4. IDEAS allows easily quoting on Twitter. If you click on the Twitter icon on any abstract page, this creates a Twitter post with the title of the paper and an image containing its abstract. When discussing research on Twitter, it is generally a good idea to link to a RePEc page instead of directly to the publisher. In case the reader cannot access this document, RePEc may offer alternatives. See this RePEc Blog post for more details.
  5. Finally, RePEc has a few Twitter accounts of its own, RePEc_org and repecCitEc.


How does RePEc promote Open Access?

October 25, 2018

This week is Open Access Week, and this gives us the opportunity to highlight how RePEc has been promoting open access to economic literature since 1997 (and since 1992 with its predecessor projects). We want to distinguish here two ways research is open in economics: through pre-prints and through open access journals.

Pre-prints

Economics has a long tradition of pre-prints that predates the web. Usually called working papers or discussion papers, they have become popular because publication delays are very long in economics (measured in years). The origin of RePEc lies in making the dissemination of those pre-prints more efficient by providing central services for their discovery. Before, it was very difficult for those outside existing top institutions to know what the current frontier of research was. As is still valid now, publication in journals was really a historical record of where the research frontier was a few years earlier. Now, RePEc has records for over 800,000 pre-prints and disseminates them through web sites, mailing lists, RSS feeds and Twitter. They are also included in the citation analysis and they are indeed cited on a level field with journal articles. In fact, RePEc does not privilege journal articles over pre-prints, yet working papers are downloaded seven more times than the corresponding articles.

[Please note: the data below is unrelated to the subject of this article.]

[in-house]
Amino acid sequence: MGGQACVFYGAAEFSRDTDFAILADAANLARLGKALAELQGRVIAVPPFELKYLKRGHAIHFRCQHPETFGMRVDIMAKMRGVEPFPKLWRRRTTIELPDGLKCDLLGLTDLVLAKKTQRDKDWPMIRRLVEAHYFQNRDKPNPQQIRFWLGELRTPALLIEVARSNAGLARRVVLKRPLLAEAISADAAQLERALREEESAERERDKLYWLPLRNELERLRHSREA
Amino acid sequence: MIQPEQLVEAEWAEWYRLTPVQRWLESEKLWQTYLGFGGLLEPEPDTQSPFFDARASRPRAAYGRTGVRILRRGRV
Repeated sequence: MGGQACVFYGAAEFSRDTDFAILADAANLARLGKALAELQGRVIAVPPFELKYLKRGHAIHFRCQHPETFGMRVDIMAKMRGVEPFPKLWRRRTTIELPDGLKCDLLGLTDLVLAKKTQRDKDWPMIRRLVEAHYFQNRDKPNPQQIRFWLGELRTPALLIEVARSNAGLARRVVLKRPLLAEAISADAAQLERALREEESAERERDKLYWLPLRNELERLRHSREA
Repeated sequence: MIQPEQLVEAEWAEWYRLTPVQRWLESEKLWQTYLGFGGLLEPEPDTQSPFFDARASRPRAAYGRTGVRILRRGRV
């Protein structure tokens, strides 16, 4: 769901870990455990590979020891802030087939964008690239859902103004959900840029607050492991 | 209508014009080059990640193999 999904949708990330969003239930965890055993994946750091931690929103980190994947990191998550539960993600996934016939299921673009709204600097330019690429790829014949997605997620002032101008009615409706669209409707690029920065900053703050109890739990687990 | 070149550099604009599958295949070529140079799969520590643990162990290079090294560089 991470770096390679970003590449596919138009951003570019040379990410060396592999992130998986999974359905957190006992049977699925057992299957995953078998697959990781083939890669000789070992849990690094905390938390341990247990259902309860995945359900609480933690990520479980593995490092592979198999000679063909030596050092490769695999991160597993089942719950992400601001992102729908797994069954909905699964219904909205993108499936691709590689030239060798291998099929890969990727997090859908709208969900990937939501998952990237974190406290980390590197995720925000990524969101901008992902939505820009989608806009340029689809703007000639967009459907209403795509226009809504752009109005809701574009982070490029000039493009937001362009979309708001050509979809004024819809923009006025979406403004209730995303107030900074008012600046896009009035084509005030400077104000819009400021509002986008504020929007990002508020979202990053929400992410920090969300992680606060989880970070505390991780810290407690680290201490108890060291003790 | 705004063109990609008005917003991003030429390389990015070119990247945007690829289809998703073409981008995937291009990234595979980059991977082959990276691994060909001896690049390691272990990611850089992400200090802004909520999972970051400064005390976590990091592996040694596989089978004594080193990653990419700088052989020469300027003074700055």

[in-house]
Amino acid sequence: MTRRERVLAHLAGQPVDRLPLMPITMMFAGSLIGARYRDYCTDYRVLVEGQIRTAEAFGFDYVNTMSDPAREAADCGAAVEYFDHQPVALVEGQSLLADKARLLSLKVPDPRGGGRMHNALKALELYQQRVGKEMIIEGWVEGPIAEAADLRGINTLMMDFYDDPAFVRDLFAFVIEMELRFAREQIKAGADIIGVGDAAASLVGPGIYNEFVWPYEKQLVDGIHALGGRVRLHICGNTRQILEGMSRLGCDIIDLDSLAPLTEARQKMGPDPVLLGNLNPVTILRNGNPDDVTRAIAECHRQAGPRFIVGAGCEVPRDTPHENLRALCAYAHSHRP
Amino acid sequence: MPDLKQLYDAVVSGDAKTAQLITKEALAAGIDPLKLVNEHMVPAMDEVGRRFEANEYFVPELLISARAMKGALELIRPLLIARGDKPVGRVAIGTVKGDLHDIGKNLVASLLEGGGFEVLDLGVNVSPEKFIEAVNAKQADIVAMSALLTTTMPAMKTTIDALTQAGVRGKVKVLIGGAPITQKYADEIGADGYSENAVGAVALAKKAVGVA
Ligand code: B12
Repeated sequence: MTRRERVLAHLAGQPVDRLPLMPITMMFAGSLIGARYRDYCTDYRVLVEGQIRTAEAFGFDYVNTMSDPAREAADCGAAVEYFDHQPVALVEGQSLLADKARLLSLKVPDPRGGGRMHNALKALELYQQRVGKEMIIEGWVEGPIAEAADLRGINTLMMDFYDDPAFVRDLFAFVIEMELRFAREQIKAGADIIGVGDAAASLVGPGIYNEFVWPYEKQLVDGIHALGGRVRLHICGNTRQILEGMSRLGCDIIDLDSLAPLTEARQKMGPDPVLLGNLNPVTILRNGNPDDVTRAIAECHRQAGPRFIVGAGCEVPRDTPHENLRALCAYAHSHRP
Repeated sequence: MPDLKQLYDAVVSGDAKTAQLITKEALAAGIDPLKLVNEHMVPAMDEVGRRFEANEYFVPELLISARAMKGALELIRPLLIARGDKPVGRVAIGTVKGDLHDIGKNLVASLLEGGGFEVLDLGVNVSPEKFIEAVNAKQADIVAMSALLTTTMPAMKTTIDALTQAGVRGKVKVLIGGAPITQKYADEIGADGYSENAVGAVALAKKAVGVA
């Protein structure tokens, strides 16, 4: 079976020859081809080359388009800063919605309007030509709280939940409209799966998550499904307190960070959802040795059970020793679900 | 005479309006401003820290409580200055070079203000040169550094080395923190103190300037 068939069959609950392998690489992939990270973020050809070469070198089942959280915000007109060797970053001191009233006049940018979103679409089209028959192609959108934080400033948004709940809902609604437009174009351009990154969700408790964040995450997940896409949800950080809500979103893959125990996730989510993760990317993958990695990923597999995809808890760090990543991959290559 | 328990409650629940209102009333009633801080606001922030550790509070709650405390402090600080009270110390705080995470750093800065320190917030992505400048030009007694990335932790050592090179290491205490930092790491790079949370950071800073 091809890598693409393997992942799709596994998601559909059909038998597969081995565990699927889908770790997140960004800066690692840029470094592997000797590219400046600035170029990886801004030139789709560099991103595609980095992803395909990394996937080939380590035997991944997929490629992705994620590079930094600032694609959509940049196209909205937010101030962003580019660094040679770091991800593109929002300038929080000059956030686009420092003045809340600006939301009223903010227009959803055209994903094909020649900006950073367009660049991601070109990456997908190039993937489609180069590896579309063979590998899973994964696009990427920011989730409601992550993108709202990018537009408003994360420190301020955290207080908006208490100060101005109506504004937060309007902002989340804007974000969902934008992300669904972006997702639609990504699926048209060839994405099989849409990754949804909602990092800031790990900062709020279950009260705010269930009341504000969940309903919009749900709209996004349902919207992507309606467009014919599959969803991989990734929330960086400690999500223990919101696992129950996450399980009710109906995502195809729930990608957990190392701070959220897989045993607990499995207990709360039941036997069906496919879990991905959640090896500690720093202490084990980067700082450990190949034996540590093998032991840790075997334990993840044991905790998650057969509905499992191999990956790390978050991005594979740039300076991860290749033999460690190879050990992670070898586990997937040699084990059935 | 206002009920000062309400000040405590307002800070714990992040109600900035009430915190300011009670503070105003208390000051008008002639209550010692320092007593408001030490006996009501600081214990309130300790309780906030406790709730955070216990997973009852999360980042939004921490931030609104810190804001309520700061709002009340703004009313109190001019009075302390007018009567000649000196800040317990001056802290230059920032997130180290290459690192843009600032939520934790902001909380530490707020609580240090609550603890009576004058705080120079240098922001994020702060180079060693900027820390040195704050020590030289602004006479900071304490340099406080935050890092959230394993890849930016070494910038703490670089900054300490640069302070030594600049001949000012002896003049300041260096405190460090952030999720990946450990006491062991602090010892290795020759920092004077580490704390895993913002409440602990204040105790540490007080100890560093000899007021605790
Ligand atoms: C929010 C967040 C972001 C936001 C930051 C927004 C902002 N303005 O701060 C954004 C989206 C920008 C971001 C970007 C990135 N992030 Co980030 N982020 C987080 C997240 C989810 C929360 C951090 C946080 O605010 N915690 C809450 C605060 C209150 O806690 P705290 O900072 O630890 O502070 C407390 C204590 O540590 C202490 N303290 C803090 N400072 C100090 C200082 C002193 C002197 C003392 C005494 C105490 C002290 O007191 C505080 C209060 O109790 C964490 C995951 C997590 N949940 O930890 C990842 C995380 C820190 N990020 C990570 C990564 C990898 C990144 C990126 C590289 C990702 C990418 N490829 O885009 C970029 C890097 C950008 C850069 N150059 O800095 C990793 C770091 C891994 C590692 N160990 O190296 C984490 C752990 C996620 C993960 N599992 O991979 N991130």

For those who stumble upon a journal article in a RePEc site, the alternative version as a pre-print is offered when available. This is particularly useful when the journal is gated: this allows the reader without a subscription to still have a read of the full paper. Sometimes it is not the final version, and sometimes it is even a more complete version as the editorial process may have required cuts. Such links from article to pre-print are particularly frequent for the most cited works.

Open access journals

RePEc is also indexing journal articles, and this includes the open access ones. Typically, they are noted with a special notice indicating that the full text can be downloaded freely. In addition, gated journals are not privileged in any way over open access ones: RePEc invites all journals to be indexed, as long as they are willing to follow our instructions. This allows small independent journals to get the same opportunity as journals from the largest commercial publishers to be searched and found on RePEc sites. In fact, free downloads does lead to more frequent downloads.